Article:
Sinead O’Connor has been in the press again today (October 2013), kicking up a stink, alienating people left, right and centre, as she is wont to do. It put me in mind of this piece I wrote back when I saw her in concert in Sydney in 2008.
I’m not ashamed to say I wept back then, when at last, 21 years after I first heard her music, I saw her perform live. I love her, like Emma Thompson in Love, Actually, loves Joni Mitchell. Flaws and all. She’s my girl.
Originally published Wednesday, March 26, 2008 at misrule.com.au/s9y
As I was leaving work today, our fabby young admin support guy, Ben, was playing—get this—Boz Scaggs on his computer. So I stopped for a chat and a groove (come on, Boz was pretty groovy in the day!) and it turned out that the CD belonged to Jean, one of our colleagues who is, I suppose, about the same age as my older sister, Linda, who owned a copy of Silk Degrees back when, well, Boz was groovy.
Jean started reminiscing about listening to Boz Scaggs when she was travelling around after finishing her HSC and we talked about how music comes to mean something more than itself when it becomes attached to a certain time in our life.
And then tonight, 20 years after I first heard “Mandinka” and bought a copy of The Lion and the Cobra, I heard Sinead O’Connor in concert.
I didn’t take my eyes off her for an hour and a half.
She’s tiny, and a little round these days from her four babies, and the top register of voice showed the wear of a year-long concert tour (this was the last concert) but, oh, when she opened her diaphragm and that voice came out… Oh that voice! It filled the State Theatre and it filled me up too.
I have always loved Sinead O’Connor, her contrariness and rage and compassion and feminist faith—and her songs. Her voice.
She started with “The Emperor’s New Clothes” and went into “I Am Stretched On Your Grave” and I don’t remember what else after that, except she played lots of old songs (some I had forgotten, like “Fire On Babylon”) and a few from her new album, Theology (which I bought last week and listened to over Easter). Lots from I Do Not Want What I Haven’t Got (which I am playing as I write this)—”The Last Day Of Our Acquaintance” nearly killed me, as it always does (as does “Three Babies”, which I hadn’t realised was a waltz, which somehow makes it even more sadly beautiful). Oh yeah, and of course she did “Nothing Compares 2 U”, which has never been a particular favourite of mine (not compared to “Troy” or “Jackie” or “Mandinka”—which she didn’t do, alas—or “Acquaintance”), but it was fabulous live.
She had a wonderful band—the feedback was obviously bothering her at times, but they sounded great most of the time. I hadn’t realised how tricky some of her rhythms are until I heard and watched the drummer. The violinist brought that amazing Irish sound to so many songs. I love that. And it was astonishing to me how Sinead would pull away from the mic and her voice was just as full and powerful as if it were still up close.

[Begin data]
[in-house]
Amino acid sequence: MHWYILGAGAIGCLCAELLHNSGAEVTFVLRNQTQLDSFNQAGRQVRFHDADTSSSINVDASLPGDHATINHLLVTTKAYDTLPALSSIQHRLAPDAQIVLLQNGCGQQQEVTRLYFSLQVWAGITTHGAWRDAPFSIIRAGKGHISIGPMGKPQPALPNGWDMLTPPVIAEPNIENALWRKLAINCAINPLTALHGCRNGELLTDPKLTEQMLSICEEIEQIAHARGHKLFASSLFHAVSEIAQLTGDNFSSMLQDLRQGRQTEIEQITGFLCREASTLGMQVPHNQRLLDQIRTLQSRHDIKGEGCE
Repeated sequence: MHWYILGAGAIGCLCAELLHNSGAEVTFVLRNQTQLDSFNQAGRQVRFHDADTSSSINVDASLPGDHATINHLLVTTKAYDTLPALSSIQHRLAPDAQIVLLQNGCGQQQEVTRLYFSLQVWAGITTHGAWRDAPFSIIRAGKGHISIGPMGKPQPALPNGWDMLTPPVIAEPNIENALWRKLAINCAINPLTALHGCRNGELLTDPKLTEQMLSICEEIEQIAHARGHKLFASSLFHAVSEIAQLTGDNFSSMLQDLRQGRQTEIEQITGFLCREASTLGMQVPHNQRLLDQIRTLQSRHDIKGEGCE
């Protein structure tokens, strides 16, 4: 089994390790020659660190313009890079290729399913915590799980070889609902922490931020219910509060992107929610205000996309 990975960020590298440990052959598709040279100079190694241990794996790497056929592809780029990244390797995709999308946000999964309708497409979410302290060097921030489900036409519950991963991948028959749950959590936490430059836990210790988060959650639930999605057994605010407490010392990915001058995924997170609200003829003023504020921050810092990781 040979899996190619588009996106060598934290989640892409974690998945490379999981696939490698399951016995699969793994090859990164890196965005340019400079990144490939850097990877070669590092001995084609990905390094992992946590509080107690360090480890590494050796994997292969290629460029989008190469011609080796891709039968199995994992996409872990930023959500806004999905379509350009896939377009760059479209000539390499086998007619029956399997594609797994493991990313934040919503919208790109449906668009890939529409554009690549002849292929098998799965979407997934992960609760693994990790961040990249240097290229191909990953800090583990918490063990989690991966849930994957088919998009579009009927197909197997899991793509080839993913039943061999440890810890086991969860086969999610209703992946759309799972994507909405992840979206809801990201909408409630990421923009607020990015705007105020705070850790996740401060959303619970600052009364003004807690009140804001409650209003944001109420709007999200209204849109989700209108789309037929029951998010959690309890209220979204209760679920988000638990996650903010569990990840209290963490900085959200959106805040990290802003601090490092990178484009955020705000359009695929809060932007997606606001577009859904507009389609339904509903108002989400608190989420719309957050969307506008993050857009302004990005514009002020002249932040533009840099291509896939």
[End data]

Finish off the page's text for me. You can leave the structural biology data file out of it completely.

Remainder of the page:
There was a young Irish couple sitting next to me. I did wonder what they made of the middle-aged single chick grooving away in her seat (you’re not allowed to get up and dance in the State Theatre, you see), but what the hell—maybe they didn’t really notice.
And then, during the encore, during “Black Boys on Mopeds” to be precise—I was leaning forward and singing along without making a noise, if you know what I mean—the woman of the Irish couple touched my arm and handed me a pair of binoculars. And so I watched Sinead sing the last verse of “Black Boys” close up. And burst into tears.
Me, not Sinead.
It was a little embarrassing, I admit. I did that waving-the-hand-in-front-of-the-face to indicate “sorry, I’m crying!” when I handed the binoculars back and they were so sweet. When the lights came up I was still all damp (well, she finished with a song that was a goodnight prayer for godssakes!) and I turned to them and said “thank you—I’ve been waiting twenty years for that!” “You looked like you were enjoying it!” they said, which was hilarious because I was in fact this weeping mess. I had to duck my head all the way out of the theatre so as for people not to see me all teary and ridiculous.
I don’t know why I got so emotional. It’s not even as if I’ve listened to her all that much in recent years, apart from the new album, but listening to her tonight, live and now at home, I realise how much those songs, her voice, have got into my bones. That voice is so familiar to me—so is that face. Thus the weeping binocular moment! She wore a blue scarf on her head—a bit like an old-fashioned nun, actually—and seeing her face close up, she’s still so very beautiful, and so familiar—and in her daggy old jeans and unflattering t-shirt, how “ordinary”!
I guess the thing is when a musician (as opposed to a celebrity) is important to us in some way over the years, and especially one whose life and lyrics have been laid so bare, we do feel like we somehow know them. (I’ll talk but you won’t listen to me. I know your answer already.)
And how contemporary are the lyrics to “Black Boys”, even decades after the Thatcher era:
These are dangerous days
To say what you feel is to dig your own grave
‘Remember what I told you
if you were of the world they would love you’
I’m not going to read over this or I’ll be too embarrassed to post it!